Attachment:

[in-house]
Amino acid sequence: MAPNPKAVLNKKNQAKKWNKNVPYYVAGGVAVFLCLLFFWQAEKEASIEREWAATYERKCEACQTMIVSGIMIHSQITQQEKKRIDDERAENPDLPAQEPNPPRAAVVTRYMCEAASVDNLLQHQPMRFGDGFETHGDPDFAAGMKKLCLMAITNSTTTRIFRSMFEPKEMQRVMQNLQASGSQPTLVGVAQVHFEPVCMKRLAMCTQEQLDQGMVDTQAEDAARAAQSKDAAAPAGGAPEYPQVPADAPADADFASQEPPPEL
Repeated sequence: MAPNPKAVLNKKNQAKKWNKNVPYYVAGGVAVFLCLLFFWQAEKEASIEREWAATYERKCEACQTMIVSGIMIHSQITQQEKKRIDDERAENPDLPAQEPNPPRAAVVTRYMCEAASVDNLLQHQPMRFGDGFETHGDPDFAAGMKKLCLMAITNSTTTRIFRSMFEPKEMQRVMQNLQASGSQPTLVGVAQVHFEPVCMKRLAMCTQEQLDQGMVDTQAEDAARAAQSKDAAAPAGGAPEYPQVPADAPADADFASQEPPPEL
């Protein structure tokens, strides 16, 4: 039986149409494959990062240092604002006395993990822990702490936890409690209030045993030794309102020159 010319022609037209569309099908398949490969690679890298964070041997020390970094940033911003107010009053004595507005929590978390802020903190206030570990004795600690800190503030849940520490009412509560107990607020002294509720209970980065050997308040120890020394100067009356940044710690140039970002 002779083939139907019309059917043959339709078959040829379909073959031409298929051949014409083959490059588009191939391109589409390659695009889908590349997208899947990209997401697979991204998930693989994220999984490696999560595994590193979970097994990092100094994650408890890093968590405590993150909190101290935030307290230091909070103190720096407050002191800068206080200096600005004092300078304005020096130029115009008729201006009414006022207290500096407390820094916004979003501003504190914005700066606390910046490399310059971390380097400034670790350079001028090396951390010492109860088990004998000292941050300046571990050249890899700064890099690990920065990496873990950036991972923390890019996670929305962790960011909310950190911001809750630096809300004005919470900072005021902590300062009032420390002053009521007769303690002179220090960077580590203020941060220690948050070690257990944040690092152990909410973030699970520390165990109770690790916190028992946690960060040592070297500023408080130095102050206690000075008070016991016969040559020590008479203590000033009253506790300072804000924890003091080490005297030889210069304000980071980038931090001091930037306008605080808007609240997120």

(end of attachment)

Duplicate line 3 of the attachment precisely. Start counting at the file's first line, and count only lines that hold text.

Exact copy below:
Repeated sequence: MAPNPKAVLNKKNQAKKWNKNVPYYVAGGVAVFLCLLFFWQAEKEASIEREWAATYERKCEACQTMIVSGIMIHSQITQQEKKRIDDERAENPDLPAQEPNPPRAAVVTRYMCEAASVDNLLQHQPMRFGDGFETHGDPDFAAGMKKLCLMAITNSTTTRIFRSMFEPKEMQRVMQNLQASGSQPTLVGVAQVHFEPVCMKRLAMCTQEQLDQGMVDTQAEDAARAAQSKDAAAPAGGAPEYPQVPADAPADADFASQEPPPEL